Wednesday, September 27, 2017

Blue--what's your temperature?

Warning: this is deep in the weeds for any artist for morning, so if you're reading this before noon, make sure your coffee is close! 

In my last post I showed you a "study" I put together to increase my knowledge of my blue pigments and various mediums. Update on that soon. At the end, I mentioned the post by Carol McIntyre that shows something like I've done in the above photo to help me judge the relative temperatures of cobalt and ultramarine blues. On the first row, squares of cobalt are surrounded by ultramarine, and on row 2 it is the reverse. I used Vasari paints in column 1 and Gamblin in column 2.

In Carol's post, she asks readers to tell her which blue jumps forward to them. Which does to you? I am almost firmly convinced there is no right or wrong, only a bias each of us has for feeling that red or yellow is warmer. Cobalt leans more green (therefore has more yellow) and Ultramarine leans red, so if you think red is warmer, feel it is warmer, ultramarine will logically seem warmer to you, and the reverse is true. Gamblin's site also states that Ultramarine is warm. I have run into many artists I respect that think the opposite is true, but there are arguments on both sides. I have used Ultramarine as a cool blue years ago, and switched to using it as my warm blue a while back. Based on this study, though, and several other factors, it's now migrated back to the cool side of my palette.

It is important to note in this that all color is relative, and compared to another blue, ultramarine may be warm, but as compared to cobalt, my current assessment is that it is cooler. There is a little variation in intensity of the colors in my study, which I did my best to avoid, but the cobalt advanced to me more in Carol's post and here. That surprised me, but it stands to reason (and I struggled with that until I saw Carol's study and became a believer). As we know, yellow drops out first as colors recede, and we're taught that warm colors advance and cool colors recede. John Sloan, in his book On Drawing and Painting, states that "The most projecting point on the spectrum is yellow-orange; the most receding, blue-purple." So the yellow in cobalt would mean that it advances over ultramarine, which has less yellow and more red (feeling that blue-purple thing). Additionally, why is it that I would use ultramarine for the intense blue of the sky above, but cobalt closer to the horizon (where it seems all things go to be warm)?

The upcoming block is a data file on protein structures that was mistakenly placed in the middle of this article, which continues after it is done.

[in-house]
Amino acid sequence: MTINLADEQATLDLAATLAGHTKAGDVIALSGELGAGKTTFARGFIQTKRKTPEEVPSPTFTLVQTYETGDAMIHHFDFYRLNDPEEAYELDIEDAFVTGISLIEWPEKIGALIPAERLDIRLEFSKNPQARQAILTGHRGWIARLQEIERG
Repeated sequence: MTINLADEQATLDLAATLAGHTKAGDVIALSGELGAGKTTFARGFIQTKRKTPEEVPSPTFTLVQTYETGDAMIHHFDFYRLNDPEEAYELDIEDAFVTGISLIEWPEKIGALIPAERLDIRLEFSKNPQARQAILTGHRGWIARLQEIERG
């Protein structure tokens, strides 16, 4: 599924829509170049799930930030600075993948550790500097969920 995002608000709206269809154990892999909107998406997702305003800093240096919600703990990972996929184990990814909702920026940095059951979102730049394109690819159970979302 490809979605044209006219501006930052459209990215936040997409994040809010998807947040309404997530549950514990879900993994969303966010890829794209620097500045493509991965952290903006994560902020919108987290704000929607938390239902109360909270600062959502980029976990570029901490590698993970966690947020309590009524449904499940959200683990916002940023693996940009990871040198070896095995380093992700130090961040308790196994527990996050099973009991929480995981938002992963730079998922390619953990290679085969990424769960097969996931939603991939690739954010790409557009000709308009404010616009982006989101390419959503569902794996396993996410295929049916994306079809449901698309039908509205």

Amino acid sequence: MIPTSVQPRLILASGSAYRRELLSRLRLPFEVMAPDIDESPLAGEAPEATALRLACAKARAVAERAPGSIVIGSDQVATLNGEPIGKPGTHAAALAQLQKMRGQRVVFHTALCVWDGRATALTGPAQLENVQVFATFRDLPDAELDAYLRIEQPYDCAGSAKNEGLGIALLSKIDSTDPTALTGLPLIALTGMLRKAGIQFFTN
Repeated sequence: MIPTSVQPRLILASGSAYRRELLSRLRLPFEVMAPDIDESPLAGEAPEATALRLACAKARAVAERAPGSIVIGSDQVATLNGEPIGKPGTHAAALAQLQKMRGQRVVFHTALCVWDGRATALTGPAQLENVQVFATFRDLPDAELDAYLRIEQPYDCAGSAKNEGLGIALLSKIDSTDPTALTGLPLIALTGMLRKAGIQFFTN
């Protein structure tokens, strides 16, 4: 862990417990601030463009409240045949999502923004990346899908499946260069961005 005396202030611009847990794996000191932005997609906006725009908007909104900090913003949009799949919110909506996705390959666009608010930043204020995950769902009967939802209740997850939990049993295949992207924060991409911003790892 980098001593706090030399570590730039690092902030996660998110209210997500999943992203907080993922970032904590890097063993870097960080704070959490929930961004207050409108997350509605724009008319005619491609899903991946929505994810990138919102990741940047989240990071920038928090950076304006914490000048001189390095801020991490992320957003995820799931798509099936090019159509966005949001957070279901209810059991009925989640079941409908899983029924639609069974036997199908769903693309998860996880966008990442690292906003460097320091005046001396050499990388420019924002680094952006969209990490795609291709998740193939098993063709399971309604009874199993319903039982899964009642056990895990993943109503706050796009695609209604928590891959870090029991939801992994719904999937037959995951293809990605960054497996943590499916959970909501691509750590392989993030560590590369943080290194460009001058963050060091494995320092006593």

I know there are other points on both sides out there (I've put links to three articles on the subject below), and I'd love to hear any you have for the sake of completeness. For now, through this and my other study, I've determined that I want to push cobalt off my palette for the time being, subbing in Cerulean (a much more obviously yellow-blue) like my friend, David Boyd, and see where that takes me. I still have many tubes of cobalt and it's too pricey a color to go to waste, but it'll keep.

-julie davis

To further confuse you, find three interesting articles on the subject:
1. Sharon Hick's interesting take here
2. and Bob Bohr's article here 
3. and Lisa Marder of ThoughtCo.'s writeup here

*I'll get an update on the study of my blue pigments and mediums in my next post--too much to cover in one post!

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